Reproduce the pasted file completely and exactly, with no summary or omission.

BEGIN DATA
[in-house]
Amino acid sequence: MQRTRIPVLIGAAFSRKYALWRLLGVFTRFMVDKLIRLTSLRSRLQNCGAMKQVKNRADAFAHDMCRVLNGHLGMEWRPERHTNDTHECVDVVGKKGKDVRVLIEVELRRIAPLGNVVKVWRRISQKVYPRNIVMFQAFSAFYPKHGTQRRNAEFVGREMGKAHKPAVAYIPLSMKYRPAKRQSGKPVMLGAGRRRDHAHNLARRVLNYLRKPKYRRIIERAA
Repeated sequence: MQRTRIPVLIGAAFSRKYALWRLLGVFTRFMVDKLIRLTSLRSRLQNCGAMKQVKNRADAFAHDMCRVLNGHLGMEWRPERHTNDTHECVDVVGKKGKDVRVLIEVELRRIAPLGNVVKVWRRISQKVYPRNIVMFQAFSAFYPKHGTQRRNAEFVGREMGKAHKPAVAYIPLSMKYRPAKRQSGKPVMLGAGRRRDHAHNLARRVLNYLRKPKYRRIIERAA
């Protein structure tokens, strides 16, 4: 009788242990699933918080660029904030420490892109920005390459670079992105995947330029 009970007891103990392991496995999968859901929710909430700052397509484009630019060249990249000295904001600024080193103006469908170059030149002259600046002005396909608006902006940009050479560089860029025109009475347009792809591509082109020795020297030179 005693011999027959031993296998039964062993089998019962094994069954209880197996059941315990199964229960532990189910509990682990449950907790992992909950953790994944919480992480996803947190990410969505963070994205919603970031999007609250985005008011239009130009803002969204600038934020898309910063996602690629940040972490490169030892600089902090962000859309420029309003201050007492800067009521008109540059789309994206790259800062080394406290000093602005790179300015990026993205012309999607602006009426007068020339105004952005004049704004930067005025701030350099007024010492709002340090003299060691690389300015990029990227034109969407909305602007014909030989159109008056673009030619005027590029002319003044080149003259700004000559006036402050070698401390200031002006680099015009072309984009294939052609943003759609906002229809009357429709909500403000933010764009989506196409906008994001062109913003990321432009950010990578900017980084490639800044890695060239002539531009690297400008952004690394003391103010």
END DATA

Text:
[in-house]
Amino acid sequence: MQRTRIPVLIGAAFSRKYALWRLLGVFTRFMVDKLIRLTSLRSRLQNCGAMKQVKNRADAFAHDMCRVLNGHLGMEWRPERHTNDTHECVDVVGKKGKDVRVLIEVELRRIAPLGNVVKVWRRISQKVYPRNIVMFQAFSAFYPKHGTQRRNAEFVGREMGKAHKPAVAYIPLSMKYRPAKRQSGKPVMLGAGRRRDHAHNLARRVLNYLRKPKYRRIIERAA
Repeated sequence: MQRTRIPVLIGAAFSRKYALWRLLGVFTRFMVDKLIRLTSLRSRLQNCGAMKQVKNRADAFAHDMCRVLNGHLGMEWRPERHTNDTHECVDVVGKKGKDVRVLIEVELRRIAPLGNVVKVWRRISQKVYPRNIVMFQAFSAFYPKHGTQRRNAEFVGREMGKAHKPAVAYIPLSMKYRPAKRQSGKPVMLGAGRRRDHAHNLARRVLNYLRKPKYRRIIERAA
């Protein structure tokens, strides 16, 4: 009788242990699933918080660029904030420490892109920005390459670079992105995947330029 009970007891103990392991496995999968859901929710909430700052397509484009630019060249990249000295904001600024080193103006469908170059030149002259600046002005396909608006902006940009050479560089860029025109009475347009792809591509082109020795020297030179 005693011999027959031993296998039964062993089998019962094994069954209880197996059941315990199964229960532990189910509990682990449950907790992992909950953790994944919480992480996803947190990410969505963070994205919603970031999007609250985005008011239009130009803002969204600038934020898309910063996602690629940040972490490169030892600089902090962000859309420029309003201050007492800067009521008109540059789309994206790259800062080394406290000093602005790179300015990026993205012309999607602006009426007068020339105004952005004049704004930067005025701030350099007024010492709002340090003299060691690389300015990029990227034109969407909305602007014909030989159109008056673009030619005027590029002319003044080149003259700004000559006036402050070698401390200031002006680099015009072309984009294939052609943003759609906002229809009357429709909500403000933010764009989506196409906008994001062109913003990321432009950010990578900017980084490639800044890695060239002539531009690297400008952004690394003391103010």